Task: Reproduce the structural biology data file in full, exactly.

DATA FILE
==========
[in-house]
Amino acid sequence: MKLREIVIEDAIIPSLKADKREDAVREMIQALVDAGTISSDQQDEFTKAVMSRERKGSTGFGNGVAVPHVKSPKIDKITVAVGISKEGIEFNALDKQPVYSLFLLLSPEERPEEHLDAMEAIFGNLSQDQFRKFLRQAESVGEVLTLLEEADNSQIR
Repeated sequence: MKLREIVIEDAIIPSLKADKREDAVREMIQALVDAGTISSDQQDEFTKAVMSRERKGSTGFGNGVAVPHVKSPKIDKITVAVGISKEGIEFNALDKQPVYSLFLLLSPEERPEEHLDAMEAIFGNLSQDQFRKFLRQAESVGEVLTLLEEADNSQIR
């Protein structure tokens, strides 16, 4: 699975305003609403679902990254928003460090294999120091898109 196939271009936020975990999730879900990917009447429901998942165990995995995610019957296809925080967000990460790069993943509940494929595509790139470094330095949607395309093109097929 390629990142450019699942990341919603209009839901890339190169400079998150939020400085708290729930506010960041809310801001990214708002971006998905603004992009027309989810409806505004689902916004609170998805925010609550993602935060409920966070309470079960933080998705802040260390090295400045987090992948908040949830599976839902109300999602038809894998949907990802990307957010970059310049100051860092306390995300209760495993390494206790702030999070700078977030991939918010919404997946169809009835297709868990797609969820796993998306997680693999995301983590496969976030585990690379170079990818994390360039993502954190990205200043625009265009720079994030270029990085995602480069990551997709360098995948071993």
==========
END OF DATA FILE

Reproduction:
[in-house]
Amino acid sequence: MKLREIVIEDAIIPSLKADKREDAVREMIQALVDAGTISSDQQDEFTKAVMSRERKGSTGFGNGVAVPHVKSPKIDKITVAVGISKEGIEFNALDKQPVYSLFLLLSPEERPEEHLDAMEAIFGNLSQDQFRKFLRQAESVGEVLTLLEEADNSQIR
Repeated sequence: MKLREIVIEDAIIPSLKADKREDAVREMIQALVDAGTISSDQQDEFTKAVMSRERKGSTGFGNGVAVPHVKSPKIDKITVAVGISKEGIEFNALDKQPVYSLFLLLSPEERPEEHLDAMEAIFGNLSQDQFRKFLRQAESVGEVLTLLEEADNSQIR
């Protein structure tokens, strides 16, 4: 699975305003609403679902990254928003460090294999120091898109 196939271009936020975990999730879900990917009447429901998942165990995995995610019957296809925080967000990460790069993943509940494929595509790139470094330095949607395309093109097929 390629990142450019699942990341919603209009839901890339190169400079998150939020400085708290729930506010960041809310801001990214708002971006998905603004992009027309989810409806505004689902916004609170998805925010609550993602935060409920966070309470079960933080998705802040260390090295400045987090992948908040949830599976839902109300999602038809894998949907990802990307957010970059310049100051860092306390995300209760495993390494206790702030999070700078977030991939918010919404997946169809009835297709868990797609969820796993998306997680693999995301983590496969976030585990690379170079990818994390360039993502954190990205200043625009265009720079994030270029990085995602480069990551997709360098995948071993």